It may be true, as the Tax Court Judge found, that the City’s activities under the Agreements constituted a business, but that business, as defined in the Agreements, did not consist of making a supply of transit facilities to the Province for the benefit of the residents of Calgary.
The application of the Act
 The basis on which input tax credits are calculated is set out at subsection 169(1) of the Act:
169. (1) Subject to this Part, where a person acquires or imports property or a service or brings it into a participating province and, during a reporting period of the person during which the person is a registrant, tax in respect of the supply, importation or bringing in becomes payable by the person or is paid by the person without having become payable, the amount determined by the following formula is an input tax credit of the person in respect of the property or service for the period:
A × B
A is the tax in respect of the supply, importation or bringing in, as the case may be, that becomes payable by the person during the reporting period or that is paid by the person during the period without having become payable; and
(c) in any other case, the extent (expressed as a percentage) to which the person acquired or imported the property or service or brought it into the participating province, as the case may be, for consumption, use or supply in the course of commercial activities of the person
169. (1) Sous réserve des autres dispositions de la présente partie, un crédit de taxe sur les intrants d’une personne, pour sa période de déclaration au cours de laquelle elle est un inscrit, relativement à un bien ou à un service qu’elle acquiert, importe ou transfère dans une province participante, correspond au résultat du calcul suivant si, au cours de cette période, la taxe relative à la fourniture, à l’importation ou au transfert devient payable par la personne ou est payée par elle sans qu’elle soit devenue payable :
A × B
A représente la taxe relative à la fourniture, à l’importation ou au transfert, selon le cas, qui, au cours de la période de déclaration, devient payable par la personne ou est payée par elle sans qu’elle soit devenue payable;
c) dans les autres cas, le pourcentage qui représente la mesure dans laquelle la personne a acquis ou importé le bien ou le service, ou l’a transféré dans la province, selon le cas, pour consommation, utilisation ou fourniture dans le cadre de ses activités commerciales.
 The relevant portion of the definition of commercial activities found at subsection 123(1) is reproduced below:
123(1) “commercial activity” of a person means
(a) a business carried on by the person (other than a business carried on without a reasonable expectation of profit by an individual, a personal trust or a partnership, all of the members of which are individuals), except to the extent to which the business involves the making of exempt supplies by the person,
123(1) « activité commerciale »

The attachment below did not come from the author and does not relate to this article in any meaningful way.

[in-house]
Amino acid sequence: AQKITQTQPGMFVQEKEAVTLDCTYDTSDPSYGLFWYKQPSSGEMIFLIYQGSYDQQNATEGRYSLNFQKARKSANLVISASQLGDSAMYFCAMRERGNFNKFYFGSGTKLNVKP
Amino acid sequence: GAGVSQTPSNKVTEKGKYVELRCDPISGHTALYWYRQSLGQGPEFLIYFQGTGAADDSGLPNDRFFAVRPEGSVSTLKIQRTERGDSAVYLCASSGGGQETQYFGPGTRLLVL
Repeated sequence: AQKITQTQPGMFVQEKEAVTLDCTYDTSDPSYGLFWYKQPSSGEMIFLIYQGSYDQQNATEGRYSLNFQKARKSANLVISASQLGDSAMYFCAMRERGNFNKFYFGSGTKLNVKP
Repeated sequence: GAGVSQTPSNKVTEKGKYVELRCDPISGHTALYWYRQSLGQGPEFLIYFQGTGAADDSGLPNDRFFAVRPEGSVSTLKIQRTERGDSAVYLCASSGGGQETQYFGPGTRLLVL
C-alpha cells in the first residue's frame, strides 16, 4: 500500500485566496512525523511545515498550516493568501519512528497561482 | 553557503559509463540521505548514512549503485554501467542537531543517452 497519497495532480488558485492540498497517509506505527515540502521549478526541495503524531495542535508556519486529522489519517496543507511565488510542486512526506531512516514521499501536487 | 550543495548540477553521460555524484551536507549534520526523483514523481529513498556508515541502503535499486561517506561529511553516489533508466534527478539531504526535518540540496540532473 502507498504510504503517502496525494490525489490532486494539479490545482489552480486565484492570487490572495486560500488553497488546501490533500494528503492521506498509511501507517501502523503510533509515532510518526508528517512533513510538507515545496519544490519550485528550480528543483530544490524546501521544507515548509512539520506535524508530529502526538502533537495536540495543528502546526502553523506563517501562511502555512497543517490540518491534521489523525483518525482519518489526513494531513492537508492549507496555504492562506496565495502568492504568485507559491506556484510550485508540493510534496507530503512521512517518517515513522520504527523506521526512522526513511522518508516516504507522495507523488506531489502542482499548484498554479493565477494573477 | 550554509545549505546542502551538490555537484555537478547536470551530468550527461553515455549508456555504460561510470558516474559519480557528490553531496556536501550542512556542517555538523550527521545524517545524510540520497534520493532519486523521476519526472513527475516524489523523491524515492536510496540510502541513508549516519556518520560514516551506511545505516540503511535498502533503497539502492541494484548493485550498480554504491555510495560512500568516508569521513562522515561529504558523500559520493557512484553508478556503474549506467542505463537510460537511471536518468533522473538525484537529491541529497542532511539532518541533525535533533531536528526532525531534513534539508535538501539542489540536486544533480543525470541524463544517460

Constituent des activités commerciales exercées par une personne :
a) l’exploitation d’une entreprise (à l’exception d’une entreprise exploitée sans attente raisonnable de profit par un particulier, une fiducie personnelle ou une société de personnes dont l’ensemble des associés sont des particuliers), sauf dans la mesure où l’entreprise comporte la réalisation par la personne de fournitures exonérées;
 Exempt supplies are defined as those described in Schedule V to the Act. Section 24 of Part VI of Schedule V reads as follows:
24. A supply made to a member of the public of a municipal transit service or of a public passenger transportation service designated by the Minister to be a municipal transit service.
1. In this Part…
“municipal transit service” means a public passenger transportation service (other than a charter service or a service that is part of a tour) that is supplied by a transit authority all or substantially all of whose supplies are of public passenger transportation services provided within a particular municipality and its environs;
24. La fourniture, effectuée au profit d’un membre du public, de services municipaux de transport ou de services publics de transport de passagers désignés par le ministre comme services municipaux de transport.
1. Les définitions qui suivent s’appliquent à la présente partie….
« service municipal de transport » Service public de transport de passagers (sauf un service d’affrètement ou un service qui fait partie d’un voyage organisé) fourni par une commission de transport et dont la totalité, ou presque, des fournitures consistent en services publics de transport de passagers offerts dans une municipalité et ses environs.
 Reading these provisions together, a registrant is entitled to claim an input tax credit to the extent that tax has been paid for property or services used, consumed or supplied in the course of the registrant’s commercial activities which, by definition, exclude the making of exempt supplies. In this case, the property and services with respect to which GST was paid were consumed, used or supplied in the course of constructing and operating a municipal transit system, which is an exempt supply. Consequently, the City is not entitled to claim input tax credits with respect to those payments of GST
 The City’s argument that the Province was the recipient of the supply because it paid the consideration for the supply of a municipal transit system is based upon a mistaken interpretation of the City’s obligations under the Agreements. The Agreements exist to provide a framework for the administration of the financial assistance authorized by the CTA. It may be that the Province was obligated to make payments under the Agreements, as the Tax Court Judge found, but those payments do not determine the nature of the supply made under the Agreements. One must look to the terms of the Agreements. When they are properly interpreted, it is clear that they do not require the City to supply to the Province a municipal transit system.
 As a result, I conclude that the Tax Court Judge erred in law in finding that the City made a taxable supply of a municipal transit system to the Province pursuant to the Agreements. I would therefore allow the appeal with costs here and below, set aside the judgment of the Tax Court of Canada and confirm the Minister’s assessment.
"J.D. Denis Pelletier"
Pierre Blais C.J.”
K. Sharlow J.A.”